So you're thinking of retiring to Latin America, are you? Then you'd best learn some Spanish. At least a little, por favor. Not only will it enrich your experiences living, traveling, and interacting with people in your new home country, but it will certainly save you money and could even save your life.
Busy Street in Cuenca, Ecuador
Sure, there are plenty of locals in Latin America who speak English and will kindly come to your rescue in every situation ... from asking directions, to making an inquiry at the bank or a doctor's office, to requesting a toilet plunger at the hardware store, or -- heaven forbid -- something of an even more personal nature.
(Pantomime works, yes -- but only so far -- and at what damage to your self-respect?)
Even just knowing your numbers is a good start. As beginners, we had difficulties with the easiest of things ... like the numbers dos (two) and doce (12). Pronounced dohss and dohss-ay, they sounded similar enough to our untrained ears that when we were quoted a price, we had to stop and think -- was it $2 or $12? Surely we may have erred once or twice and spent more than we should have.
And once, on a small island off the coast of Venezuela, we waited in the hot sun for a ferry to return us to our hotel on another island. It leaves at "dos," they told us. At least that's what we thought they'd said. So off we went to grab a bite of lunch and when we returned at 2 p.m., we learned the ferry had come and gone, at ... you guessed it ... 12 noon.
Plaza Grande in Merida, Mexico
Those are minor inconveniences, of course. But if there hadn't been a later ferry, we'd have been stuck.
But what if you retire to Latin America? As you know, many retirees are living the good life in Mexico, Costa Rica, Panama, Ecuador, and beyond. They're finding that not only is the weather better, but their retirement income goes two to four times as far when they head south from the U.S. or Canada.
In Latin America, they speak Spanish. (Belize is the only country in Central America with English as the official language, although you'll also find it commonly spoken on the Honduras island of Roatán and Nicaragua's Corn Islands, both in the Caribbean.)
So what happens when you're awakened in your new homes in Latin America in the middle of the night by the smell of smoke ... and you see that the vacant lot down the street is on fire? Will you be able to summon the bomberos?
Local Feria in Panama
At the very least, you must learn your numbers so you can recite your telephone number and address in Spanish. It's not at all hard to do. In fact, that's the reason we were taught to count as children. Numbers are about the easiest thing to learn. (We quickly got over our dos and doce hurdle during that trip to Venezuela.)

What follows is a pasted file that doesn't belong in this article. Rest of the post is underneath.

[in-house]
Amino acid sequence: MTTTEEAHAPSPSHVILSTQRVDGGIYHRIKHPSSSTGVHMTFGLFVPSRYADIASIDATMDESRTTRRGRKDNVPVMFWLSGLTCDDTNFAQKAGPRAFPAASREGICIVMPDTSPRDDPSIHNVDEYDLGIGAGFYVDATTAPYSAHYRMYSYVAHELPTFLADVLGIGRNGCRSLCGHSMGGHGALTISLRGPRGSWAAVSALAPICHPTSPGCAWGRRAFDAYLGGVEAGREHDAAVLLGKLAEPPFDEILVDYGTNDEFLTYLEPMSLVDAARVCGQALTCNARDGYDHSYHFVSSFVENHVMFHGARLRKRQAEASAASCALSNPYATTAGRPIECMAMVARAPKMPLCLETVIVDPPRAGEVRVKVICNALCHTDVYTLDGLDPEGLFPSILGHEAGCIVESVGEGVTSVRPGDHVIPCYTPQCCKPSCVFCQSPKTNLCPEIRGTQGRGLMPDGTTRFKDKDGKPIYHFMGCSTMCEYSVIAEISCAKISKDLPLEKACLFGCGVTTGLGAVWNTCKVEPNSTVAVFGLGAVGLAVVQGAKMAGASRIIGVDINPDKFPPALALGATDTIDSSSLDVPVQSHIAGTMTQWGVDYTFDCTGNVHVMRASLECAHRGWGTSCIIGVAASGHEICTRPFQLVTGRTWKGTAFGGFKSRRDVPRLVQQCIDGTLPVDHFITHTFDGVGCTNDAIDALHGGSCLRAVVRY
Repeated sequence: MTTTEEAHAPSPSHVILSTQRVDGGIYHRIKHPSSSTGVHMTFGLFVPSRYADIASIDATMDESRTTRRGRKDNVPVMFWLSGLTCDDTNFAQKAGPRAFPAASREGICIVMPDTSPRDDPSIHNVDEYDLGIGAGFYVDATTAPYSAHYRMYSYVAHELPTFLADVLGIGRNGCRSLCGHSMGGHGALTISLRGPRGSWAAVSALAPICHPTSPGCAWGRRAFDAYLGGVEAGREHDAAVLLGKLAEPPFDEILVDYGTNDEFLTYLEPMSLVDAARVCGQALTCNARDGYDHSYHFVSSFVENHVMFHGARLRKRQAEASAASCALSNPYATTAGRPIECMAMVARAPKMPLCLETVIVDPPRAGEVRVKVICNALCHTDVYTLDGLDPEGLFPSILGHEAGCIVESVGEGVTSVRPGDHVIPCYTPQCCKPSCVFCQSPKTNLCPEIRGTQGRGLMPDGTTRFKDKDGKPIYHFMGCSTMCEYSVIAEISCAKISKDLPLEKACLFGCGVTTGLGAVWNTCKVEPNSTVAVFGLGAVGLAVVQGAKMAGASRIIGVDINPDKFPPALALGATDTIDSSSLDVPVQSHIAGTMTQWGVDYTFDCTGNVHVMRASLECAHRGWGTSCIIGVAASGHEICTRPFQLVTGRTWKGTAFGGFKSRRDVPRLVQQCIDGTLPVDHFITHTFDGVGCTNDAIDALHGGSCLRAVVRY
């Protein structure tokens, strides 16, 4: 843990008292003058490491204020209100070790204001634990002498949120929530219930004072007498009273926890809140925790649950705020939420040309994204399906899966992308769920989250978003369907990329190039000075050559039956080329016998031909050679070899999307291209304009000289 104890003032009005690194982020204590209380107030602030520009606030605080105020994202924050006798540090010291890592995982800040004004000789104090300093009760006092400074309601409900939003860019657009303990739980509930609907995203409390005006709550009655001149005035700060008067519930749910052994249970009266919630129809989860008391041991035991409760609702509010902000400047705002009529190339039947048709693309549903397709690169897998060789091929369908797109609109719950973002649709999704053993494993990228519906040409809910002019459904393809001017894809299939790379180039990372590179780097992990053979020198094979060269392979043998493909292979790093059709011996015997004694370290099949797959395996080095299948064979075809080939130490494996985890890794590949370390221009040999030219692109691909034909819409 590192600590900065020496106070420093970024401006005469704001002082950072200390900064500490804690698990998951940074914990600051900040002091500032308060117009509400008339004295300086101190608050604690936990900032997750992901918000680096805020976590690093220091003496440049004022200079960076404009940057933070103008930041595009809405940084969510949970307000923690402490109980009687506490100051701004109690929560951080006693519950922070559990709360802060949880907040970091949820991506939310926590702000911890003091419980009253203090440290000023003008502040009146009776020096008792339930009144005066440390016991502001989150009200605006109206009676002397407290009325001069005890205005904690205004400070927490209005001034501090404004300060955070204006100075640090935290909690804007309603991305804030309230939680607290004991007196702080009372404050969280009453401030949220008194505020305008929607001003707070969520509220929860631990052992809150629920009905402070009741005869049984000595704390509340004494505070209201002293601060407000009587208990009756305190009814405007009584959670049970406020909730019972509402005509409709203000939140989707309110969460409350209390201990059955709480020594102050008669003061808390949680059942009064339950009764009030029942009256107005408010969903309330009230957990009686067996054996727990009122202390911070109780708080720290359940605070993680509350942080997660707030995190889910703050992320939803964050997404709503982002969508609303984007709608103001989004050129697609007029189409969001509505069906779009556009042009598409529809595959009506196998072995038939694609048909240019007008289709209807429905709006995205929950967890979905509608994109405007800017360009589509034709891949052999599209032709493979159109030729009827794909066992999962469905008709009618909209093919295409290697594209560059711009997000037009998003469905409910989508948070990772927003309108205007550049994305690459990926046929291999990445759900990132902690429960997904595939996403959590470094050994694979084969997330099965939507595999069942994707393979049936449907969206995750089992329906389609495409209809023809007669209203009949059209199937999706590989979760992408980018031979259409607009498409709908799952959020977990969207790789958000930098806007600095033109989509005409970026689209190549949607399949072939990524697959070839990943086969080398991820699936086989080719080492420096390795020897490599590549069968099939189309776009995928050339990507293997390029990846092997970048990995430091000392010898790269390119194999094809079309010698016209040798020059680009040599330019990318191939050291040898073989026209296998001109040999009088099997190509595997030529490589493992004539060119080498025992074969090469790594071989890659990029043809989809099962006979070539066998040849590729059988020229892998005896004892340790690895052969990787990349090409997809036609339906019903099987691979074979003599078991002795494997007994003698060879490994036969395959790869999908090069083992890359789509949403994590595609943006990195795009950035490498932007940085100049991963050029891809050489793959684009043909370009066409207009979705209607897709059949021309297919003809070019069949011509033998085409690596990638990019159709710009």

Right along with all the other things you do to prepare for your move overseas, we heartily recommend getting a jumpstart on your basic Spanish skills. Yes, it takes persistence. Repetition is key. Pronunciation is critical. And for sure, you will embarrass yourself ... probably more than once.
But despite what you might think, you can teach and old dog new tricks. You can learn Spanish. You may not ever be fluent, but you can (and need to) be functional.
Think of learning a new language as one of the fun adventures in your upcoming retirement. We always recommend that once you settle in, you immediately start your language lessons. It's only right -- and polite -- to learn the language of your home country.
Organized classes will help you with far more than just learning words and numbers. You'll get a great introduction to the culture of your community. You'll make friends -- both your fellow students and the teachers, who will introduce you to other locals and their way of life.
Most language schools offer cultural outings -- dance classes, an introduction to the local cuisine, the customs, and holidays, making it well worth the time and expense to sign up for classes. Many even offer homestays if you want to totally immerse yourself in the language -- truly the best way to learn.
Or start before you ever leave home by taking classes online. There are many programs and services out there and many of them are free.
A silver lining is that you already know more Spanish than you think you do. For instance, amigo (friend), cerveza (beer), baño (bathroom), and casa (house). And the good thing is that many Spanish words are very similar to English words... like nacion (nation), banco (bank), and carro (car).
Once you learn the basics and you add a little more to that every day, you'll quickly be on your way to conversing with your new Latin American friends.
By the way, did you know there are more than 45 million Spanish speakers in the U.S. these days? There are more Spanish speakers in the U.S. than there are speakers of Chinese, French, German, Italian, Hawaiian, and the Native American languages combined. And in Canada, estimates are that there are almost one million native Spanish speakers.
In fact, experts say there half a billion Spanish speakers in the world today. Think about how great it would be if you could have even just a basic conversation with even just a handful of them?
Take it from us, knowing a bit of Spanish will greatly enrich your experience when you live or travel in the Spanish-speaking world ... and maybe even at home.
This article comes to us courtesy of InternationalLiving.com, the world's leading authority on how to live, work, invest, travel, and retire better overseas.